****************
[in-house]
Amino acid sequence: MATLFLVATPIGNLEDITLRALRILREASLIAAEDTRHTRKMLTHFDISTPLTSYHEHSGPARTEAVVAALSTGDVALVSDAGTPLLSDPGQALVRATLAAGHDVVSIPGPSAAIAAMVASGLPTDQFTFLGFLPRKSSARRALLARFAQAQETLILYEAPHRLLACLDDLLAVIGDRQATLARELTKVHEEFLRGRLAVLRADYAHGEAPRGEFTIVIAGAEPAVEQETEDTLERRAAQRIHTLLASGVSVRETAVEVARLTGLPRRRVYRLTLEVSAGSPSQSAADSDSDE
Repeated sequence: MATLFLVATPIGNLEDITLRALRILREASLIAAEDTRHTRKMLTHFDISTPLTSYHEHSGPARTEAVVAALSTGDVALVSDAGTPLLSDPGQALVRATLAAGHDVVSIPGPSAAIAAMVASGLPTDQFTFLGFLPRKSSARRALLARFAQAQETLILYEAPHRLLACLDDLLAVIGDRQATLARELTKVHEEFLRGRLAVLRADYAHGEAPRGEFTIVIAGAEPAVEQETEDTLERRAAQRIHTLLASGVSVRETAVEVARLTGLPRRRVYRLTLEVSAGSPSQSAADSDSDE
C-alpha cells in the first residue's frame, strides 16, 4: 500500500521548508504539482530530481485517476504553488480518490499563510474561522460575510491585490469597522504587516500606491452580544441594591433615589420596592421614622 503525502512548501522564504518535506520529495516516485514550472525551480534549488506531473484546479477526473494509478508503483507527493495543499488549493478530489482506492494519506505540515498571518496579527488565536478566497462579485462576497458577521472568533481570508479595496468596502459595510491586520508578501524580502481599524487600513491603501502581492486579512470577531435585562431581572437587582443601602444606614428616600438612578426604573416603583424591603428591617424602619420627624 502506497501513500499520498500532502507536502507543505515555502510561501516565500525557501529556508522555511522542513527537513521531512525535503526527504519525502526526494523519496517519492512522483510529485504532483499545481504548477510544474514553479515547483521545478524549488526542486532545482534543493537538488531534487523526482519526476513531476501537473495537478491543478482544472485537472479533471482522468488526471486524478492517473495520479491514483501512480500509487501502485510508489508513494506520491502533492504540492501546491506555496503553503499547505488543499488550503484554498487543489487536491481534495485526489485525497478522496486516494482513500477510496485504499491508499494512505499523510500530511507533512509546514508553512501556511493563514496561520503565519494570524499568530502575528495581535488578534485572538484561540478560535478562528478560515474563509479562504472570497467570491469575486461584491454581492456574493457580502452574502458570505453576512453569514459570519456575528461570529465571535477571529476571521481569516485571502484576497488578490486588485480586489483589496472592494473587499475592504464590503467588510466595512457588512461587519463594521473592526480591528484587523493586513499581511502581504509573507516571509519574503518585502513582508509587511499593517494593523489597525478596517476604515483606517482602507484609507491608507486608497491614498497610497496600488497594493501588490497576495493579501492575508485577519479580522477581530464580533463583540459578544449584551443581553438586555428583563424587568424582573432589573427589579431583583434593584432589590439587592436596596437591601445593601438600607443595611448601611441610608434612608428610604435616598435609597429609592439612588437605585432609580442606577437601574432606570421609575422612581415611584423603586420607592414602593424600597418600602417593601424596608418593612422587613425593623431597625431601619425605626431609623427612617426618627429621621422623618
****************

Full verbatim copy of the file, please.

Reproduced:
[in-house]
Amino acid sequence: MATLFLVATPIGNLEDITLRALRILREASLIAAEDTRHTRKMLTHFDISTPLTSYHEHSGPARTEAVVAALSTGDVALVSDAGTPLLSDPGQALVRATLAAGHDVVSIPGPSAAIAAMVASGLPTDQFTFLGFLPRKSSARRALLARFAQAQETLILYEAPHRLLACLDDLLAVIGDRQATLARELTKVHEEFLRGRLAVLRADYAHGEAPRGEFTIVIAGAEPAVEQETEDTLERRAAQRIHTLLASGVSVRETAVEVARLTGLPRRRVYRLTLEVSAGSPSQSAADSDSDE
Repeated sequence: MATLFLVATPIGNLEDITLRALRILREASLIAAEDTRHTRKMLTHFDISTPLTSYHEHSGPARTEAVVAALSTGDVALVSDAGTPLLSDPGQALVRATLAAGHDVVSIPGPSAAIAAMVASGLPTDQFTFLGFLPRKSSARRALLARFAQAQETLILYEAPHRLLACLDDLLAVIGDRQATLARELTKVHEEFLRGRLAVLRADYAHGEAPRGEFTIVIAGAEPAVEQETEDTLERRAAQRIHTLLASGVSVRETAVEVARLTGLPRRRVYRLTLEVSAGSPSQSAADSDSDE
C-alpha cells in the first residue's frame, strides 16, 4: 500500500521548508504539482530530481485517476504553488480518490499563510474561522460575510491585490469597522504587516500606491452580544441594591433615589420596592421614622 503525502512548501522564504518535506520529495516516485514550472525551480534549488506531473484546479477526473494509478508503483507527493495543499488549493478530489482506492494519506505540515498571518496579527488565536478566497462579485462576497458577521472568533481570508479595496468596502459595510491586520508578501524580502481599524487600513491603501502581492486579512470577531435585562431581572437587582443601602444606614428616600438612578426604573416603583424591603428591617424602619420627624 502506497501513500499520498500532502507536502507543505515555502510561501516565500525557501529556508522555511522542513527537513521531512525535503526527504519525502526526494523519496517519492512522483510529485504532483499545481504548477510544474514553479515547483521545478524549488526542486532545482534543493537538488531534487523526482519526476513531476501537473495537478491543478482544472485537472479533471482522468488526471486524478492517473495520479491514483501512480500509487501502485510508489508513494506520491502533492504540492501546491506555496503553503499547505488543499488550503484554498487543489487536491481534495485526489485525497478522496486516494482513500477510496485504499491508499494512505499523510500530511507533512509546514508553512501556511493563514496561520503565519494570524499568530502575528495581535488578534485572538484561540478560535478562528478560515474563509479562504472570497467570491469575486461584491454581492456574493457580502452574502458570505453576512453569514459570519456575528461570529465571535477571529476571521481569516485571502484576497488578490486588485480586489483589496472592494473587499475592504464590503467588510466595512457588512461587519463594521473592526480591528484587523493586513499581511502581504509573507516571509519574503518585502513582508509587511499593517494593523489597525478596517476604515483606517482602507484609507491608507486608497491614498497610497496600488497594493501588490497576495493579501492575508485577519479580522477581530464580533463583540459578544449584551443581553438586555428583563424587568424582573432589573427589579431583583434593584432589590439587592436596596437591601445593601438600607443595611448601611441610608434612608428610604435616598435609597429609592439612588437605585432609580442606577437601574432606570421609575422612581415611584423603586420607592414602593424600597418600602417593601424596608418593612422587613425593623431597625431601619425605626431609623427612617426618627429621621422623618